For the statistical analysis, Statistical Package for Social Sciences (SPSS)-Version 21 was used. Numerical data were expressed in mean and standard deviation, and nominal and ordinal data were expressed in percentage. The chi-square test and Fischer’s exact test were performed to test the association between cauterization and closure of TM perforation.

Results

The mean age of the study population is 41.84 ± 16.71. Of the 90 study participants, 54.4% (N = 49) were less than 40 years of age. Over 50% of them were male population (Table 1). About 75.6% (N = 68) of them were known cases of CSOM with tympanic membrane perforation. In 74.4% (N = 67) of the cases, perforation was confined to the tympanic membrane of one side only. Sixty percent (N = 54) of the perforations were of small size whereas 40% (N = 36) were medium-sized perforations (Table 2).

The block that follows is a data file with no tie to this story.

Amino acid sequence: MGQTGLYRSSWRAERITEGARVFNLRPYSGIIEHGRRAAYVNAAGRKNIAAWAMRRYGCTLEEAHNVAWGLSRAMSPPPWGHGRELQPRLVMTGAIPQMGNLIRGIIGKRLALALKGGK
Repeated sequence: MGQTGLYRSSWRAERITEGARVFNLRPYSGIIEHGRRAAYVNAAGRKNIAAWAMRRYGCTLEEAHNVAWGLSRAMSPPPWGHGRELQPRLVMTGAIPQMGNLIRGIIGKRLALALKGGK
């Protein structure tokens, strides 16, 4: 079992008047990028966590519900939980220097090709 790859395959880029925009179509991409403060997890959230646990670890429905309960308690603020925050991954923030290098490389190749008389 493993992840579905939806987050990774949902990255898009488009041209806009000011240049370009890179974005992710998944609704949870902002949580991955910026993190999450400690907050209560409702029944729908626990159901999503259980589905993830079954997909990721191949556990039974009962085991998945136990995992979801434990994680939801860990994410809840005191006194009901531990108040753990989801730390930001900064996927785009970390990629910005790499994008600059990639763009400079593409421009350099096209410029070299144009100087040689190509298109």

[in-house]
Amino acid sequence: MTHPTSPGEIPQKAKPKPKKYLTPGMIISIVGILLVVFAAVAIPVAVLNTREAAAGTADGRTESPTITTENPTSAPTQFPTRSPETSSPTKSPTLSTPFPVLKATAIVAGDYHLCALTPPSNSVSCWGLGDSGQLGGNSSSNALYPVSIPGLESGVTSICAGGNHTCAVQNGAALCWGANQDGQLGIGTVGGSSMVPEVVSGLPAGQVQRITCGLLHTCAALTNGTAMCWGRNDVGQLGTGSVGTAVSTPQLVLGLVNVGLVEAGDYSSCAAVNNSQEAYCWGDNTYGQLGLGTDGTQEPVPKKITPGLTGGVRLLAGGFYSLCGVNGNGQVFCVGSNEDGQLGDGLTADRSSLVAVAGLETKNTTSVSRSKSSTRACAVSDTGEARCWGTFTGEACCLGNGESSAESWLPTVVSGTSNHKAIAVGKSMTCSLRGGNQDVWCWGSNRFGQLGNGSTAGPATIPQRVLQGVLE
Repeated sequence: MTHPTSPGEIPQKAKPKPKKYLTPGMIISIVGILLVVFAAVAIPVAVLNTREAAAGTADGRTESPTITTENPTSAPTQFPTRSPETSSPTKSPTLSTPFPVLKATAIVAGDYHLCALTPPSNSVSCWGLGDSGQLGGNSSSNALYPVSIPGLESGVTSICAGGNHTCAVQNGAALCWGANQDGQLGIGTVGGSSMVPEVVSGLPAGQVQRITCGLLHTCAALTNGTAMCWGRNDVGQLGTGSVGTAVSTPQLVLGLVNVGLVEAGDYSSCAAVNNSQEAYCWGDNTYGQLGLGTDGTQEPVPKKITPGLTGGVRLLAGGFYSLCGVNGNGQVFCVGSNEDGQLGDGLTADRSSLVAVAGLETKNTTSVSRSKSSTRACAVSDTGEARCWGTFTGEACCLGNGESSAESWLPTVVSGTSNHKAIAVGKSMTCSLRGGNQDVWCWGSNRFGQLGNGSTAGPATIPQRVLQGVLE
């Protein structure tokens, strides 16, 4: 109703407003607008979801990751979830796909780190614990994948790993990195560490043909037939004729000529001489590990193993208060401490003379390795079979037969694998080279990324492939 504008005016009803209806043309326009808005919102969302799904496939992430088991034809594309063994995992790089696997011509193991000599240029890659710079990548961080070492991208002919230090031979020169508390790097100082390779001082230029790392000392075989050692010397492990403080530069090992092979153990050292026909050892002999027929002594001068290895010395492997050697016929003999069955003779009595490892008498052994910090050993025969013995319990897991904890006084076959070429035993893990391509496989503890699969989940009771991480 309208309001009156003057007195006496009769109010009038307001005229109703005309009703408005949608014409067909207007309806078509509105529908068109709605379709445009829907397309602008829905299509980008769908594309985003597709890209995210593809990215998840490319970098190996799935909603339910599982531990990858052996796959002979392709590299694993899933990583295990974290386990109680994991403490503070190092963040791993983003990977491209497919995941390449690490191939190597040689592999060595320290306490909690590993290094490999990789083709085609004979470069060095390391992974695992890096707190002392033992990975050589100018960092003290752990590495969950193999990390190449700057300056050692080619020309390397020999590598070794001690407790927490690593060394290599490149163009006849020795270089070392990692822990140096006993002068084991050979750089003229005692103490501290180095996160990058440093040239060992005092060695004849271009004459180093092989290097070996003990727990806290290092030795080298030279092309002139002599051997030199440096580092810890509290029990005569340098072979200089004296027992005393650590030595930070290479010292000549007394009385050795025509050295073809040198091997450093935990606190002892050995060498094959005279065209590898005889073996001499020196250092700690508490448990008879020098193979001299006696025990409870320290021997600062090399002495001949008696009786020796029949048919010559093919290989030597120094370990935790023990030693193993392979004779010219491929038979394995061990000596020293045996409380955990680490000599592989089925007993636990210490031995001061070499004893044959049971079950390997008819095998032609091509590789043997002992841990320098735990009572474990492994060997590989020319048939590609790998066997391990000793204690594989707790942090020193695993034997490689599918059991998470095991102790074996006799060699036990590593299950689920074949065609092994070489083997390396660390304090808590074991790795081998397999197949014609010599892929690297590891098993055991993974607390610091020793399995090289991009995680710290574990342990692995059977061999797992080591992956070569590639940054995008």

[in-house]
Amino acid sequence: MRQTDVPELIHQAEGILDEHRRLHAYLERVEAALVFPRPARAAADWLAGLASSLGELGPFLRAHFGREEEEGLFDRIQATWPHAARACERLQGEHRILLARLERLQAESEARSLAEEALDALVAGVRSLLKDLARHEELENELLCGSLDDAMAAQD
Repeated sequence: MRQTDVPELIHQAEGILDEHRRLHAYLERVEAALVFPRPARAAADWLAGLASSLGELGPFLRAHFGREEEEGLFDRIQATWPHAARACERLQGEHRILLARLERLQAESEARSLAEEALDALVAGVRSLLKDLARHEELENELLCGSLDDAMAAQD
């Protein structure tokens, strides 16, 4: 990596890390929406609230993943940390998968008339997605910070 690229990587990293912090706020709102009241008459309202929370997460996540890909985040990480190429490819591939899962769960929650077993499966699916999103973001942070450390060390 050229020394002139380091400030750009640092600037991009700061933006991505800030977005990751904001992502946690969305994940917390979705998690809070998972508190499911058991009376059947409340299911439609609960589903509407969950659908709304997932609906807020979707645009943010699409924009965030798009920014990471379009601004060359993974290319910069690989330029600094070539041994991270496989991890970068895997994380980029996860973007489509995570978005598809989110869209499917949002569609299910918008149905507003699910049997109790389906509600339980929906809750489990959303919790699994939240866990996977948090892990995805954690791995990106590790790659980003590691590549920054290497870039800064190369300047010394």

Table 1 Age and gender of the study population, N = 90
Table 2 Characteristics of tympanic membrane perforation, N = 90

At the end of 3 months of follow-up, four patients lost to follow-up and were considered to have TM perforation. Three patients lost to follow-up were in the above 40 years age group. Age, gender, cause, and laterality of perforation were not associated with the outcome whereas the size of the perforation was significantly associated with the closure of TM perforation with a chi-square value of 7.028 and P value of 0.008 (< 0.05) (Table 3).

Table 3 Association between characteristics of the study population and closure of tympanic membrane perforation following cauterization, N = 86